Sodium Laureth Sulfate and Sodium Lauryl Sulfate (SLS) are foaming agents called surfactants. Sodium Lauryl Sulfate (SLS) is the worse. These chemicals are found in shampoos, conditioners, soaps and TOOTHPASTE! They can damage hair follicles, skin, give permanent eye damage in children, and cause liver toxicity.
The Journal of the American College of Toxicology in 1983 showed that 5% concentration of SLS could cause skin irritation. 10 to 30% caused skin corrosion. Some soaps have 30%.
Why would companies use these dangerous products? – They’re incredibly cheap and Americans associate suds with clean. Please google these products and read for yourself then check your health care products and make better choices.
When our kids were young we were able to take a month and visit most of our country’s major national parks. We traveled to Mount Rushmore through the Black Hills to Yellowstone and the Grand Tetons, up to Montana and down through the Redwoods and the Sequoias. Ending our trip, we visited the Grand Canyon and Carlsbad Cavern. It was all exciting and very interesting.
Yellowstone was fascinating with Old Faithful and other geysers soaring high.
The numerous hot springs had colorful mineral deposits glowing in their depths.
We enjoyed the woodland and the many vast roaming herds of bison and antelope that live there.
Little did I know, we were walking and driving on an active volcano. Yes, Yellowstone is an active supervolcano! AND it has erupted! Of course, as you may have guessed. that was ages ago.
But scientists say it is still possible today and may even be overdue. There are two massive chambers of magma miles below Yellowstone. (Magma is what lava is called while it’s still underground.) One chamber was measured in 2013 to be fifty miles by twelve miles. The second, underneath this one, was found later. The heat and pressure, geothermal activity, from these chambers are the reasons for the superheated geysers and springs. If that pressure were to build up, an explosion, much worse than Mount Saint Helen, would devastate several states.
Scientist believe we would have ample warning if this was about to take place. For which we are all so very thankful. So, if you get the opportunity to visit, I highly recommend going to Yellowstone. Enjoy the amazement of walking on top of an active volcano.
For all who have shown an interest in the Orphan Train West Trilogy but have not yet purchased. I have uploaded chapter one of the first book, The Promise, for you to view. I hope you will enjoy this true to life story of the orphan train riders. Book three, Forever Home, will be out in late 2019.
Books may be purchased at Amazon.com, barnesandnoble.com or you may send a check for $12.95 ($9.95 plus $3.00 shipping) to Carolyn Johnson, 208 South 8th Ave, Arapaho, OK 73620. If you would like it autographed, please include name.
This little creature is known as a clusterwink snail.
The tiny (about the size of a fingernail) sea snail gives off green luminescent light flashes to scare away predators. The flashes trick the enemy by making the snail look larger. The thick, heavy, opaque shell acts as a powerful reflector.
The clusterwink snail is found along the New Zealand and Australian rocky shores. When the tide is out, the snails cluster together, hiding under rocks and in crevices. When the tide comes in, they journey out to graze on algae.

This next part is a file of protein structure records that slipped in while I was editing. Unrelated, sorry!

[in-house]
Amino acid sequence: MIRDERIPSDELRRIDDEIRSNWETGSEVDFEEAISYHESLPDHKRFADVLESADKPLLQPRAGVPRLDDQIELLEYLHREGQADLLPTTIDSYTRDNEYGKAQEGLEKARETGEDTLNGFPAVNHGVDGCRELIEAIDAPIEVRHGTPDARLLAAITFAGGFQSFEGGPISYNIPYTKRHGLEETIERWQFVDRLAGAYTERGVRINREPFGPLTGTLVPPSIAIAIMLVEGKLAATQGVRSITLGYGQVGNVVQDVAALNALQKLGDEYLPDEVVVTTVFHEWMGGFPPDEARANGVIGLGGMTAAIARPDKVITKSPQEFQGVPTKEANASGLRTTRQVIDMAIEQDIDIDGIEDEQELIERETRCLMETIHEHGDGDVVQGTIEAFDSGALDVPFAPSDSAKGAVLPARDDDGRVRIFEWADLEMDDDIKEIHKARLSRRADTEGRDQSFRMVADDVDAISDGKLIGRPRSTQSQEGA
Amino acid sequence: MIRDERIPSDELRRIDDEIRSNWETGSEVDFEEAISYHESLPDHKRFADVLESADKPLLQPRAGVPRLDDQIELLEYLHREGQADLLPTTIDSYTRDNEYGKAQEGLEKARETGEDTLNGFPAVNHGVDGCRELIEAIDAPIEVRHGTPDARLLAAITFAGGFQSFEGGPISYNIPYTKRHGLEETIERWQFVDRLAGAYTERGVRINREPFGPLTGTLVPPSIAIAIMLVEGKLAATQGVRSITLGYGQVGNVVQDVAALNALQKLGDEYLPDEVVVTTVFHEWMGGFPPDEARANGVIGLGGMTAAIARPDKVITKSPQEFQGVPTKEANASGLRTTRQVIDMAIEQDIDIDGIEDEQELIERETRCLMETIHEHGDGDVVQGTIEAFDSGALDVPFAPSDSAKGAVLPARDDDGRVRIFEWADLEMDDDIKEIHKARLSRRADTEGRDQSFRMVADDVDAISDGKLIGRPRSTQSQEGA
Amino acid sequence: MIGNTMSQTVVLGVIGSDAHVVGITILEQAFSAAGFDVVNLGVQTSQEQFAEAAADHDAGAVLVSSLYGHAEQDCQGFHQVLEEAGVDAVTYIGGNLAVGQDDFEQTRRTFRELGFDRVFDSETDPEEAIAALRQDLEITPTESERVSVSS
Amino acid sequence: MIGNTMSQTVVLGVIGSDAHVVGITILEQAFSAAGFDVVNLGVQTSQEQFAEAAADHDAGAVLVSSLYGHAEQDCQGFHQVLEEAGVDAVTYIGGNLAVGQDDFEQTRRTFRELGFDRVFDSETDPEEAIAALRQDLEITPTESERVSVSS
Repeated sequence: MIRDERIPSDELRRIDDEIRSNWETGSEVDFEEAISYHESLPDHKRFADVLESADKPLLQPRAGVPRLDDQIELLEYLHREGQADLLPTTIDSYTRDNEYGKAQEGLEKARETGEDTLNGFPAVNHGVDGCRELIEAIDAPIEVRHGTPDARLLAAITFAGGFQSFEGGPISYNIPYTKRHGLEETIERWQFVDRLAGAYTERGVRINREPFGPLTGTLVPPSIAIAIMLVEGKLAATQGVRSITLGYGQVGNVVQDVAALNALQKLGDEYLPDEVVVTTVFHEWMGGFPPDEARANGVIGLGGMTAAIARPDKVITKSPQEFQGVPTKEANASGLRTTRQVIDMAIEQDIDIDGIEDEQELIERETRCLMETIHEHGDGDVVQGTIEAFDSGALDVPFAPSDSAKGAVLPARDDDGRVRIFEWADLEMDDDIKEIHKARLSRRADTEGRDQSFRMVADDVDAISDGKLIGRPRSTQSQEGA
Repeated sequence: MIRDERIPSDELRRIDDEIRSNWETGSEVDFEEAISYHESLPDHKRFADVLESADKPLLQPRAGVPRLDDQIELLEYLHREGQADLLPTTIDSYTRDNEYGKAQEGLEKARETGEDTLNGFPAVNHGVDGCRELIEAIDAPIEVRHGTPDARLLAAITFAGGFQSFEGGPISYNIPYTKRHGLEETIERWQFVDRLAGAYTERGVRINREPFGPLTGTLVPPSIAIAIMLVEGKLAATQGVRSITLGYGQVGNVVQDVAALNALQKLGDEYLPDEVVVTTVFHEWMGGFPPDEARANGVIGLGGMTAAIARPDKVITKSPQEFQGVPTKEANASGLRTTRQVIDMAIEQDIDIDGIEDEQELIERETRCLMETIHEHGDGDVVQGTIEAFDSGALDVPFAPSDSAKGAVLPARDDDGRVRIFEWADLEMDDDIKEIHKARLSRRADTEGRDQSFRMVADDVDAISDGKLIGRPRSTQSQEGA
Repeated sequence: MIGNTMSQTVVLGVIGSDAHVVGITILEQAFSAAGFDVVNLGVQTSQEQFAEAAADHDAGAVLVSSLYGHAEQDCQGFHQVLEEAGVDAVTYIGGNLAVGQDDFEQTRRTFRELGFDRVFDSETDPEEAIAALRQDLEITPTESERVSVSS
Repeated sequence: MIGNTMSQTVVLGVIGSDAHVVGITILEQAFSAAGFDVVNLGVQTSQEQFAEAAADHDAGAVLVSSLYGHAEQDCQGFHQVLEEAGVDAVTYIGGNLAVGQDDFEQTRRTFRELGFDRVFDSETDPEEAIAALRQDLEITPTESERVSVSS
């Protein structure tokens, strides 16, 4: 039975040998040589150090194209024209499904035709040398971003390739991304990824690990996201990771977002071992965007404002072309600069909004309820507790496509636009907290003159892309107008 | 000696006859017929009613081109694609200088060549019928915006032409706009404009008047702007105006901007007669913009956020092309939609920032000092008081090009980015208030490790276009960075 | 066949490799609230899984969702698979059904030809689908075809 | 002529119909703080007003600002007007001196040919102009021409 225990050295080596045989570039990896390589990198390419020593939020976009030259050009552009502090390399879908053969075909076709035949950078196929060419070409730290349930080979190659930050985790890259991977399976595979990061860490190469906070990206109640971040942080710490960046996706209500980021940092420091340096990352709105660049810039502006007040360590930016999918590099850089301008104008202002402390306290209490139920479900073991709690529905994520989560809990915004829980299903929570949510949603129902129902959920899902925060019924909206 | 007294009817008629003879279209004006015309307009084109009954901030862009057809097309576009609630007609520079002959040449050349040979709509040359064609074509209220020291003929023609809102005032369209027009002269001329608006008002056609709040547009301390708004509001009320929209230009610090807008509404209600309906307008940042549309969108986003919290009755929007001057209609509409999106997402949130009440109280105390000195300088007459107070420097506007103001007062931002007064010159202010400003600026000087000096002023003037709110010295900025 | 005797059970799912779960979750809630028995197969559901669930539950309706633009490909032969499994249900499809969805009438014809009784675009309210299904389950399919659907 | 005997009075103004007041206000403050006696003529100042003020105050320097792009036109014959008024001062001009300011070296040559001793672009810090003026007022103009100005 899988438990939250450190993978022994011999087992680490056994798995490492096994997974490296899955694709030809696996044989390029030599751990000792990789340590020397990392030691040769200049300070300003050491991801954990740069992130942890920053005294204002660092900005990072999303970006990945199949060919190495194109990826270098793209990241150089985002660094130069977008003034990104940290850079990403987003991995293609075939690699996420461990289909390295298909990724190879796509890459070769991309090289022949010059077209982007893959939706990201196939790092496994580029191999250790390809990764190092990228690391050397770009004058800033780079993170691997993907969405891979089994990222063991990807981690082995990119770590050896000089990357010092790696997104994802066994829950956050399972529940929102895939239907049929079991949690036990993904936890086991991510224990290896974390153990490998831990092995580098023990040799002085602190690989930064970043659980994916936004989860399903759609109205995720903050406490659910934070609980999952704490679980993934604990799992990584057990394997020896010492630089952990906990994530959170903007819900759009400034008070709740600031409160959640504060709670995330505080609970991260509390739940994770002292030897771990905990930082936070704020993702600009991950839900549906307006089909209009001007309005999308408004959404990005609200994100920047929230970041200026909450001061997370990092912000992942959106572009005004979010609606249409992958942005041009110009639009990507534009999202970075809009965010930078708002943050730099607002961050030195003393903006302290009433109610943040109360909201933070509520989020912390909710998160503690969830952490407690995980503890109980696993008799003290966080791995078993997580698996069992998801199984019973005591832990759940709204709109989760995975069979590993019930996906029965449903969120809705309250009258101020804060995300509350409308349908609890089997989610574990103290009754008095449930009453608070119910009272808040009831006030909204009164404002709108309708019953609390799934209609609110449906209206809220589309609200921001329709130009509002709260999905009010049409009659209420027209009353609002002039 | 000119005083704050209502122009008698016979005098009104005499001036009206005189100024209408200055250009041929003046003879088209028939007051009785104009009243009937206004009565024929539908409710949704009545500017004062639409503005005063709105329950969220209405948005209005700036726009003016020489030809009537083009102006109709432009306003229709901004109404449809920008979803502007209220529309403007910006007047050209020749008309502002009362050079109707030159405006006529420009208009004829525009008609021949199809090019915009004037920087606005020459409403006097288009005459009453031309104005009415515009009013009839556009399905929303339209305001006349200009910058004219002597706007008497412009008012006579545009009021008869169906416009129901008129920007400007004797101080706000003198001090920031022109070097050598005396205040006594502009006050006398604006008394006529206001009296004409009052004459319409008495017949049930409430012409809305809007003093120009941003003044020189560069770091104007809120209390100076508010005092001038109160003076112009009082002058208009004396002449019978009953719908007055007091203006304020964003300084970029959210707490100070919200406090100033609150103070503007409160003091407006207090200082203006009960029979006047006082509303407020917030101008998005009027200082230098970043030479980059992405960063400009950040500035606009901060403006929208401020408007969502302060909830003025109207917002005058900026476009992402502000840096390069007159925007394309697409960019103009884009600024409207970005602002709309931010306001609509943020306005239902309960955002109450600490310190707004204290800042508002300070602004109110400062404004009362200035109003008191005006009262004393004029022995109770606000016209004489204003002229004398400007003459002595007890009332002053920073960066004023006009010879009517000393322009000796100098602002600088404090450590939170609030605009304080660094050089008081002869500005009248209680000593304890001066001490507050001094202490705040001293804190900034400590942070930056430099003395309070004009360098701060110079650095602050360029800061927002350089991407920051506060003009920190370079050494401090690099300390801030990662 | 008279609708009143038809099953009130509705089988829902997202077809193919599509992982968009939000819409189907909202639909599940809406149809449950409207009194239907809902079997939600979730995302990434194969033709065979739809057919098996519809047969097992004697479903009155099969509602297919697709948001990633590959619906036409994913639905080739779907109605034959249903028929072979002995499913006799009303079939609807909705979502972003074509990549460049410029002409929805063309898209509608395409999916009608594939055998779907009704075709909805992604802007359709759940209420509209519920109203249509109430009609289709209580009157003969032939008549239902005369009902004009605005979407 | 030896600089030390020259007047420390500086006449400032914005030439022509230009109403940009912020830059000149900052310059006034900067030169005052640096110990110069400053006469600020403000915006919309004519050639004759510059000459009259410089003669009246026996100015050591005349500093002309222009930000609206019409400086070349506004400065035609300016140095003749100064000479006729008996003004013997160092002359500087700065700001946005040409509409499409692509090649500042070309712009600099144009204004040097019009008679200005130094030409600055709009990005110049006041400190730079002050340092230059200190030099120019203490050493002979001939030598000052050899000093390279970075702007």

Embryos of the snail are incubated in a brood chamber located internally behind the female head. When mature they are expelled into the sea.
Several research studies are being done to learn the biological cause of the luminescence and how the shell works to reflect.
Laminin. Some people think it shows the way to God, others think it looks like a wilted flower.
What is laminin. It is a heterotrimeric (has three units) glycoprotein (proteins that have chains attached to chains). In other words it is a protein made up of three units sticking together. It has an a chain, B chain and y chain. These chains intersect to form a cross shape. The following picture is from Wikipedia:
Laminin can only be seen through an electron microscope. It’s part of the basal lamina which is part of the cell lining. The next picture, from cc.edu. might give you a better understanding.
What good does it do? Laminin binds to other cell membrane and extracellular matrix molecules. The three short arms bind to other laminin molecules to form sheets. The long arm binds to cells, anchoring tissue cells to membrance. Without laminin our tissues would not survive. Dysfunctional laminin is linked to congenital muscular dystrophy.
This last picture is of actual laminin molecules. Snopes thinks the cross shape is merely a coincidence. After all, lots of things in nature are cross shaped.
Personally, I believe in a Creator, a Master Designer and I believe He has left clues throughout nature to point us to Him. So you decide for yourself. Is laminin a wilted flower, a simple coincidence, or a Master stamp.
Have you ever seen the Helix Nebula before? This is a composite of pictures from Nasa’s Hubble telescope and Kitt Peak National Observatory. Yes, it is real, but the color was added by Nasa. I suspect for more impact, for a cover layout they were doing. Nasa, also, never gave it the name Eye of God. I wonder if the first man to visually see it had to be picked up off the floor. I know I would have passed out.
A nebula is a dying star. The Helix nebula is 650 light years away in the constellation of Aquarius. It’s a trillion mile long tunnel of glowing gases. If our sun died it would look pretty much like this.
Stars like our sun and Helix burn by turning hydrogen into helium by nuclear fusion. When the hydrogen is exhausted, the star starts burning the remaining helium at a greater temperature. When the helium is used up the star dies sending off gas layers around the hot core. The core is called a white dwarf and so dense that a teaspoon of white dwarf would weight more than a couple elephants.
The following is also a picture of the Helix nebula. You will notice a small dot in the center. This is the white dwarf. I’m not sure, but I think this one also has color added. It helps to see it better.
Nasa photo from Spitzer space telescope
I can’t help but be amazed that God would put this in the heavens just so we would be reminded that He is watching over us.
“The heavens are telling of the glory of God; and their expanse is declaring the work of His hands.” Psalm 19:1